31 Example: Deferred Revenues Rosi, Inc., receives a payment of $2,550 from a customer prior to the services being rendered. By December 31, $2,075 in services have been provided.Original credit to a revenue account.$2,550 - $2,075Adjusting Entry12/31 Rent Revenue 475Unearned Rent Revenue 475To record unearned rent revenue.20
32 Example: Deferred Revenues Rosi, Inc., receives a payment of $2,550 from a customer prior to the services being rendered. By December 31, $2,075 in services have been provided.Original credit to a liability account.Adjusting Entry12/31 Unearned Rent Revenue 2,075Rent Revenue 2,075To record rent revenue($2,550 - $475).
33 Example: InventoryRefer to Rosi, Inc.’s trial balance in this chapter. Note that the firm has $45,000 in inventory. The year-end count shows that $51,000 is on hand. Assume that the firm uses a periodic system.
34 Example: InventoryThe XYZ Company earns a rent revenue of $500 in 19x8 but will not receive the payment until January 10, 19x9. An adjustment will be needed. What is the adjusting entry?Purchases, Purchase Discounts, and Cost of Goods Sold are affected by the adjusting entry to update the inventory account.Adjusting Entry12/31 Inventory 6,000Purchases Discounts 3,290Cost of Goods Sold 153,310Purchases 162,500To adjust inventory, cost ofgoods sold, and relatedaccounts.$51,000 - $45,000To closeTo close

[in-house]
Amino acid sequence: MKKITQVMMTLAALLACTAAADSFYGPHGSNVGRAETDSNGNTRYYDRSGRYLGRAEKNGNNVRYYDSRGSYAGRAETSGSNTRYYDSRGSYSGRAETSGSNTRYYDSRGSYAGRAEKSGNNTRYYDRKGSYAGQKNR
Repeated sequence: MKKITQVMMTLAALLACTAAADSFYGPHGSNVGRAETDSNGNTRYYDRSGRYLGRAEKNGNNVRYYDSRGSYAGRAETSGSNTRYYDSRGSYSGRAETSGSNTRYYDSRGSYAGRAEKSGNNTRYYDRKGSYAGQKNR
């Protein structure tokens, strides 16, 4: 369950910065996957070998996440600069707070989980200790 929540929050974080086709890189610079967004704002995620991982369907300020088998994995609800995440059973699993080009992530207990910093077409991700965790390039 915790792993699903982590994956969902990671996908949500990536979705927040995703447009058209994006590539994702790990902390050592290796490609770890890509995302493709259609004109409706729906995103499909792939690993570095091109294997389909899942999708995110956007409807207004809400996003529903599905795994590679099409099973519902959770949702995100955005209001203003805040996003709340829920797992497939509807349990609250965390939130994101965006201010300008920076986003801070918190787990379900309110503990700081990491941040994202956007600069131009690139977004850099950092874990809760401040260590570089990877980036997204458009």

35 6. Preparing Financial Statements After all transactions have been recorded, a trial balance prepared, and adjusting entries made, the financial statements are prepared.Record Trans-actionsPrepare Trial BalanceMake Adjusting EntriesPrepare Financial Statements33
36 7. The Closing ProcessReal accounts are permanent accounts not closed to a zero balance at the end of the accounting period. These accounts are carried forward to the next period.Nominal accounts are temporary accounts that are closed to a zero balance at the end of each accounting period.Closing entries reduce all nominal accounts to a zero balance.34
37 The Closing ProcessRetained EarningsRevenuesBeg. Bal. xxxRevenuesxxxBal. xxxSince the revenue account is a nominal account, it is closed at the end of the period to Retained Earnings.44